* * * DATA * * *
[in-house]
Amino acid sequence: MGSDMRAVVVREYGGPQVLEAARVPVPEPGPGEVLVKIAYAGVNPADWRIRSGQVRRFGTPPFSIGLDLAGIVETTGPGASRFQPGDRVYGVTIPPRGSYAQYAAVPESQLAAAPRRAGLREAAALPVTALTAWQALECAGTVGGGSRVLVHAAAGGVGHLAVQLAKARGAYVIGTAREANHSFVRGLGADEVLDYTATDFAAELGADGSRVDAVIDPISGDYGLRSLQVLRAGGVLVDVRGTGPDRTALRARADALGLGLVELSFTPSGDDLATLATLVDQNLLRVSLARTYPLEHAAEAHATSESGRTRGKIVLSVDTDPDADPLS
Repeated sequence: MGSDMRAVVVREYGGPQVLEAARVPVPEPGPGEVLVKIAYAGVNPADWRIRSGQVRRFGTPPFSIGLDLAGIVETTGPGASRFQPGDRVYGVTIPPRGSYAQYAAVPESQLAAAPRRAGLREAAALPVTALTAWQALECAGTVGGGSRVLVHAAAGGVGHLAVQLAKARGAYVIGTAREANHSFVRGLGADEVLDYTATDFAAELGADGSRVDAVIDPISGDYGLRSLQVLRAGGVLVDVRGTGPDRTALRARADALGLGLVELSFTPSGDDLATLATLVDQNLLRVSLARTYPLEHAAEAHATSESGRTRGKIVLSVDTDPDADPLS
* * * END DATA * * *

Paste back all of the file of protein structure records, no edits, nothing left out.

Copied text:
[in-house]
Amino acid sequence: MGSDMRAVVVREYGGPQVLEAARVPVPEPGPGEVLVKIAYAGVNPADWRIRSGQVRRFGTPPFSIGLDLAGIVETTGPGASRFQPGDRVYGVTIPPRGSYAQYAAVPESQLAAAPRRAGLREAAALPVTALTAWQALECAGTVGGGSRVLVHAAAGGVGHLAVQLAKARGAYVIGTAREANHSFVRGLGADEVLDYTATDFAAELGADGSRVDAVIDPISGDYGLRSLQVLRAGGVLVDVRGTGPDRTALRARADALGLGLVELSFTPSGDDLATLATLVDQNLLRVSLARTYPLEHAAEAHATSESGRTRGKIVLSVDTDPDADPLS
Repeated sequence: MGSDMRAVVVREYGGPQVLEAARVPVPEPGPGEVLVKIAYAGVNPADWRIRSGQVRRFGTPPFSIGLDLAGIVETTGPGASRFQPGDRVYGVTIPPRGSYAQYAAVPESQLAAAPRRAGLREAAALPVTALTAWQALECAGTVGGGSRVLVHAAAGGVGHLAVQLAKARGAYVIGTAREANHSFVRGLGADEVLDYTATDFAAELGADGSRVDAVIDPISGDYGLRSLQVLRAGGVLVDVRGTGPDRTALRARADALGLGLVELSFTPSGDDLATLATLVDQNLLRVSLARTYPLEHAAEAHATSESGRTRGKIVLSVDTDPDADPLS